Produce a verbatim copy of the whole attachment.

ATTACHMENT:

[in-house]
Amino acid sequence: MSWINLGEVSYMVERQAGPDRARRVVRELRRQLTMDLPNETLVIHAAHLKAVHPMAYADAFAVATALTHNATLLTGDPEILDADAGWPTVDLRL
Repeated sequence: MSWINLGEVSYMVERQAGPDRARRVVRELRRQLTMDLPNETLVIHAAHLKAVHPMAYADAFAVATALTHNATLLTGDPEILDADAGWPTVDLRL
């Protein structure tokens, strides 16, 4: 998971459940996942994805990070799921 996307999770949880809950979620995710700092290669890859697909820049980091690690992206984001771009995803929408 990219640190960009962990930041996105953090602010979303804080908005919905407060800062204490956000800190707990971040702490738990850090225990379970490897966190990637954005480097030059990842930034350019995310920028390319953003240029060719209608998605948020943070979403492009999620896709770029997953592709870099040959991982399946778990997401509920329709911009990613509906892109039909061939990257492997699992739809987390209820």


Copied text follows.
[in-house]
Amino acid sequence: MSWINLGEVSYMVERQAGPDRARRVVRELRRQLTMDLPNETLVIHAAHLKAVHPMAYADAFAVATALTHNATLLTGDPEILDADAGWPTVDLRL
Repeated sequence: MSWINLGEVSYMVERQAGPDRARRVVRELRRQLTMDLPNETLVIHAAHLKAVHPMAYADAFAVATALTHNATLLTGDPEILDADAGWPTVDLRL
């Protein structure tokens, strides 16, 4: 998971459940996942994805990070799921 996307999770949880809950979620995710700092290669890859697909820049980091690690992206984001771009995803929408 990219640190960009962990930041996105953090602010979303804080908005919905407060800062204490956000800190707990971040702490738990850090225990379970490897966190990637954005480097030059990842930034350019995310920028390319953003240029060719209608998605948020943070979403492009999620896709770029997953592709870099040959991982399946778990997401509920329709911009990613509906892109039909061939990257492997699992739809987390209820």